Of course, the world of sports betting has ethical considerations, as many people struggle with gambling addictions. Some investors have ethical boundaries not to support addictive business types. The market for cannabis often presents the same challenge, though its sister product, hemp, is still the product of a darling market for many investors.
Industry #3: Hemp
While some investors are watching the legalization debate over recreational and medicinal marijuana, many others are laser-focused on how the hemp market is taking shape. The hemp and cannabis markets have been on the radar for a few years now as far as investors are concerned. While some people associate “hemp” with “marijuana”, hemp is actually a plant variety lacking in psychoactive THC. It is a plant with great uses in creating industrial products, much like cotton or bamboo, but at a low cost and with greater application potential. It can be turned into clothing, building materials, and can be used medicinally by harvesting for CBD oil. The potential application for hemp touches so many industries that the growth rate for investment in this space is astounding. However, without the right legal structure, the industry has been off limits for many investors, until recently.
Investors have watched wearily to see where the legalization trend would head before deciding to invest. In December 2018, a bill was finally signed into law that reclassifies hemp as an industrial crop — which changes everything for the world of hemp farmers and potential investors. Now, hemp crops are insurable. This makes them investable, as losses are protected. It also allows hemp to cross state lines, so interstate transport and sales is now an option for hemp in various forms. All in all, this is a huge opportunity, with some predicting that the hemp industry will grow 700 percent and hit $1.8 billion by 2020. That is the kind of growth rate that gets investors excited to jump in with both feet and invest in startups that are supporting the market, even if indirectly.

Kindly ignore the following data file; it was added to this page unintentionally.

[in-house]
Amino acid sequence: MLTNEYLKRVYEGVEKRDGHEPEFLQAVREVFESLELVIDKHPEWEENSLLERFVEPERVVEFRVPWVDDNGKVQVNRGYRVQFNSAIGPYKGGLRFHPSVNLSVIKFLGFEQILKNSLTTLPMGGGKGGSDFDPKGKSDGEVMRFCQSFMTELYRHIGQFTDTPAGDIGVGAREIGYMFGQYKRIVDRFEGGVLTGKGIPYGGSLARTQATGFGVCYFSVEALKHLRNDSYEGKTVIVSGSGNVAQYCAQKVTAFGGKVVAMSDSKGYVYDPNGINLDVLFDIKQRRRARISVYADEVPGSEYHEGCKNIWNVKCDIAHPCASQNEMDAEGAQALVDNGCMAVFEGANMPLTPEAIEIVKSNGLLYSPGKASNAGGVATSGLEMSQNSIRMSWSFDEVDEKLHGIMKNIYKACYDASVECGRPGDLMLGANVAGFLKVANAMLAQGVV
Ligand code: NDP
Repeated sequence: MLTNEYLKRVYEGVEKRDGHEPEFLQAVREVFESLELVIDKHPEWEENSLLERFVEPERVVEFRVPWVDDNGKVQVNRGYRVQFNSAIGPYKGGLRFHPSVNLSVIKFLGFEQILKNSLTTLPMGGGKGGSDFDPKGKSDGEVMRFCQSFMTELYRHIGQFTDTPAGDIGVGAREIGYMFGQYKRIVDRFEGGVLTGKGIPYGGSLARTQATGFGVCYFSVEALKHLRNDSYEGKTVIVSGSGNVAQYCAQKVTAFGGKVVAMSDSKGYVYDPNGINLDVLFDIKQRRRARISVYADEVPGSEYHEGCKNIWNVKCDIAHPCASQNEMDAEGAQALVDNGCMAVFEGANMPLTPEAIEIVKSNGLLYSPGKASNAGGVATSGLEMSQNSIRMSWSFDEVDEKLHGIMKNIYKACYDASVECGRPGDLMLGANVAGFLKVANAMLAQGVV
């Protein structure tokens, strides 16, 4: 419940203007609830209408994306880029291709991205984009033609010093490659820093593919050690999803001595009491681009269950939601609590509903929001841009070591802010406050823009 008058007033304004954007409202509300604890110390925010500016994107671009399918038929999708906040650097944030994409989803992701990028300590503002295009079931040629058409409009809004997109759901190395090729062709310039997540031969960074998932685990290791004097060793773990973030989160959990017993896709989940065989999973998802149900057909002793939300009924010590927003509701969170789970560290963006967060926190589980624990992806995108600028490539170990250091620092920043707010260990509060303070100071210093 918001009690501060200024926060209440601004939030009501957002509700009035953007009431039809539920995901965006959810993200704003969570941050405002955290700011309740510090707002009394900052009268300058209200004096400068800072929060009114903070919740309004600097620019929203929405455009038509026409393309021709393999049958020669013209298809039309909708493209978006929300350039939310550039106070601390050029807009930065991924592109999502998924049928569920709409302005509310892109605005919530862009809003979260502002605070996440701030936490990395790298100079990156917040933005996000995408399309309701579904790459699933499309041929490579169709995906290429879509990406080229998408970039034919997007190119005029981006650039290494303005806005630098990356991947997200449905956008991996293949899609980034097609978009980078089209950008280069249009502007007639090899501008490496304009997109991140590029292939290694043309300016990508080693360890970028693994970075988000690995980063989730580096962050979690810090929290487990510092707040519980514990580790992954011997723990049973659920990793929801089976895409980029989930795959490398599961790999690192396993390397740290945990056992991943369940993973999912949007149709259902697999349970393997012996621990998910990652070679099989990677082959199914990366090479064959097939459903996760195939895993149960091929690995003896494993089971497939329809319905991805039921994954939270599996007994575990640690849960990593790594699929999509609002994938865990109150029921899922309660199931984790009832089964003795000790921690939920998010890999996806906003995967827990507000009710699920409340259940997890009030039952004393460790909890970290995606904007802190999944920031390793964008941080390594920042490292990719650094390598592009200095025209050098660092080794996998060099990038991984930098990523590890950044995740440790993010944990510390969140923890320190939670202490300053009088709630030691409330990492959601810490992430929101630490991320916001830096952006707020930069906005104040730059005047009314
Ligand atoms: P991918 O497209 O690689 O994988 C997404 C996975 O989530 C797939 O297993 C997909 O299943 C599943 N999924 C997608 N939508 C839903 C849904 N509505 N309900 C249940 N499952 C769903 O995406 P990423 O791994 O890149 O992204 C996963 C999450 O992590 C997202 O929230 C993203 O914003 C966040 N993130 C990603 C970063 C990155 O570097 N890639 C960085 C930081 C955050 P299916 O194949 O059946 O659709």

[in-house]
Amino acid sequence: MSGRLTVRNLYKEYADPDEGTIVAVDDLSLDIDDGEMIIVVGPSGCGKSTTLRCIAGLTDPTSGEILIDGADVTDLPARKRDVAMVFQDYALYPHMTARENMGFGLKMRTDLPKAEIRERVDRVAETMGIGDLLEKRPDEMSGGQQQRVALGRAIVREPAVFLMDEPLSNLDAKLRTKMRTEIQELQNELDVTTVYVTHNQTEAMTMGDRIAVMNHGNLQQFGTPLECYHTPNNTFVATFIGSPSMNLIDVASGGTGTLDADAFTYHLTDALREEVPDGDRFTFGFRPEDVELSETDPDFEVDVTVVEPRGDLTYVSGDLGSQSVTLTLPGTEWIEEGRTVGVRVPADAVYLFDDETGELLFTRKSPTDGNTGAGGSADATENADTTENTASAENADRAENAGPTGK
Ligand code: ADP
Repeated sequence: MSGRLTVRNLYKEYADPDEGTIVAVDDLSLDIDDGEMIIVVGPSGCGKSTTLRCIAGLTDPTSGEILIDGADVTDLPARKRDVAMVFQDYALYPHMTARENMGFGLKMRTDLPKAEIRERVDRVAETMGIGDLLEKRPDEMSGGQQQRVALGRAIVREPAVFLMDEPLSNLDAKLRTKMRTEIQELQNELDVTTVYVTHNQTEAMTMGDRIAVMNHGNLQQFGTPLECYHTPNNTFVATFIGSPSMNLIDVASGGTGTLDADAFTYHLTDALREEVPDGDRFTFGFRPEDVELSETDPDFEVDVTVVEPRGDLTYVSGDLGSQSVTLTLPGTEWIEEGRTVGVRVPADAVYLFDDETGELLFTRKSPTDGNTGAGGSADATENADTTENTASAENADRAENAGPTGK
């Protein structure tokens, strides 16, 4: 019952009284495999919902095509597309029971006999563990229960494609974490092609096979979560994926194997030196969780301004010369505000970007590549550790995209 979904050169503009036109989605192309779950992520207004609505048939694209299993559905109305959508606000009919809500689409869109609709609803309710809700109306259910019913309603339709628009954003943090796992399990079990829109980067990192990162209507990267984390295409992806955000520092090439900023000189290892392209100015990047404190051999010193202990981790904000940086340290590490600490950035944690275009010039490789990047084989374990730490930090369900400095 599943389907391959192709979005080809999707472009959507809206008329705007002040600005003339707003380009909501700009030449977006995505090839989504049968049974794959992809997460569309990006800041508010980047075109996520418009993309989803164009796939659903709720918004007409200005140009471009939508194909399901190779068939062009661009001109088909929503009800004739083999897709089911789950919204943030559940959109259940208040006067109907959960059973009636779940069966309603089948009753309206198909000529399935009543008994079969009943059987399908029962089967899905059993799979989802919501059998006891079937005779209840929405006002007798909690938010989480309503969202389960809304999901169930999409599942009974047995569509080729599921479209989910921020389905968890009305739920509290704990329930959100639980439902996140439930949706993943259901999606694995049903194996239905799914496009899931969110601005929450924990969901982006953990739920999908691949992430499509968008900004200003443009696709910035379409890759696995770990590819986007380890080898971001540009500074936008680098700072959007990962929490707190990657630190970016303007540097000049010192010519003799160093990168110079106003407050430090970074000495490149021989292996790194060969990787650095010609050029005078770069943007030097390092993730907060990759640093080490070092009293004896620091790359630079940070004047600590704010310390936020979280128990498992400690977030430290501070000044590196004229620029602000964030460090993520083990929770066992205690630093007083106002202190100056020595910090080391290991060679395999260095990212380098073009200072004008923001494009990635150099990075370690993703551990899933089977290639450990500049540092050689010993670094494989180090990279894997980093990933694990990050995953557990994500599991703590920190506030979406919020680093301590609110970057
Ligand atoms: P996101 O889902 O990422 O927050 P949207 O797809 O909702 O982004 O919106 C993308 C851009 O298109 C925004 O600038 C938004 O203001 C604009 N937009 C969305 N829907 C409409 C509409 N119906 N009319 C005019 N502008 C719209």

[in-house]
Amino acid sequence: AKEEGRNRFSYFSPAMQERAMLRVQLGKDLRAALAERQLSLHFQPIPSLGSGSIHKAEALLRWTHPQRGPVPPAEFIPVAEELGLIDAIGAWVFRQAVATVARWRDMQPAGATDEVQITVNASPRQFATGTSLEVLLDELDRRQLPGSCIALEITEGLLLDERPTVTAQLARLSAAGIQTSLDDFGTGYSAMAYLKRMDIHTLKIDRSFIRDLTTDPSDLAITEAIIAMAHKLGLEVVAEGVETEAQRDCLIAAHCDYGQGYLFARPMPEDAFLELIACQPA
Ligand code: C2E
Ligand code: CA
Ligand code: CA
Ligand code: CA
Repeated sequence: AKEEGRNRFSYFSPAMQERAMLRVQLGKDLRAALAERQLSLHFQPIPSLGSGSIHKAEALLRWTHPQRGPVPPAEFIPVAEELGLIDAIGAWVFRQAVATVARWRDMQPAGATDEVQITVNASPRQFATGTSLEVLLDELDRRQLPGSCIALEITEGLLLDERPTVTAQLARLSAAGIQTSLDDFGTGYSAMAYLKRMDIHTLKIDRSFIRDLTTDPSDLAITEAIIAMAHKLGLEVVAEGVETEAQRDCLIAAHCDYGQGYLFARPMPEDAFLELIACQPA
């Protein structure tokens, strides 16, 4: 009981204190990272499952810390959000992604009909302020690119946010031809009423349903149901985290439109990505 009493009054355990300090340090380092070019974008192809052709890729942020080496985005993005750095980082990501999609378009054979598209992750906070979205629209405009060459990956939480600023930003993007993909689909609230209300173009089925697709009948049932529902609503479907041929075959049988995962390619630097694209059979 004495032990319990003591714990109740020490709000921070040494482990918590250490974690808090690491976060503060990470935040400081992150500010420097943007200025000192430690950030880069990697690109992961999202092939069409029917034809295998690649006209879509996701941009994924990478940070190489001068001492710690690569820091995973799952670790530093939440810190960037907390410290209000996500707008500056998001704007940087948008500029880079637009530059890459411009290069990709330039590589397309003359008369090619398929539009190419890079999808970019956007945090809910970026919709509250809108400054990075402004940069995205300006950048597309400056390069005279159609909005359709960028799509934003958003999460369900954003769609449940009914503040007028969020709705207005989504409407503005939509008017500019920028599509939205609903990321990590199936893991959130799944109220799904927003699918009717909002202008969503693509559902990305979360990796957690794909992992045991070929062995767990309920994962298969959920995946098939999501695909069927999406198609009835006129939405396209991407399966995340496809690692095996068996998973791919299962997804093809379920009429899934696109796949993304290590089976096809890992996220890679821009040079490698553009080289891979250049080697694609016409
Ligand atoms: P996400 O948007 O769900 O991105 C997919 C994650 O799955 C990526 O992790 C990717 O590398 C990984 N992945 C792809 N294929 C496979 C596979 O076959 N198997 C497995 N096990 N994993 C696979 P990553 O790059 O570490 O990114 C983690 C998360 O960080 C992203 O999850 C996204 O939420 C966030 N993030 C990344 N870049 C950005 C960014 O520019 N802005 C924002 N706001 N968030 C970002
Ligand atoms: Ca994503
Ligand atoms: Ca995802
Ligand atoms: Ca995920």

These three high-growth industries are on many investors’ radars. However, no matter what industry an entrepreneur is pursuing investment for, there are upsides and downsides. If you are an entrepreneur looking to pitch in a high-growth industry, like one of the three mentioned in this article, then you may have an easier time pitching since the growth potential is so clear. However, if you are pitching in a different space, remember that every investor has a certain set of interests. Even if your pitch is perfect, your investor may decline simply because he or she is not interested in your business industry. Make sure you are targeting an investor who is already in support of your industry, and it will improve the quality – and possibly even the outcome – of your pitching experience.
(Featured image by everything possible via Shutterstock)
DISCLAIMER: This article expresses my own ideas and opinions. Any information I have shared are from sources that I believe to be reliable and accurate. I did not receive any financial compensation for writing this post, nor do I own any shares in any company I’ve mentioned. I encourage any reader to do their own diligent research first before making any investment decisions.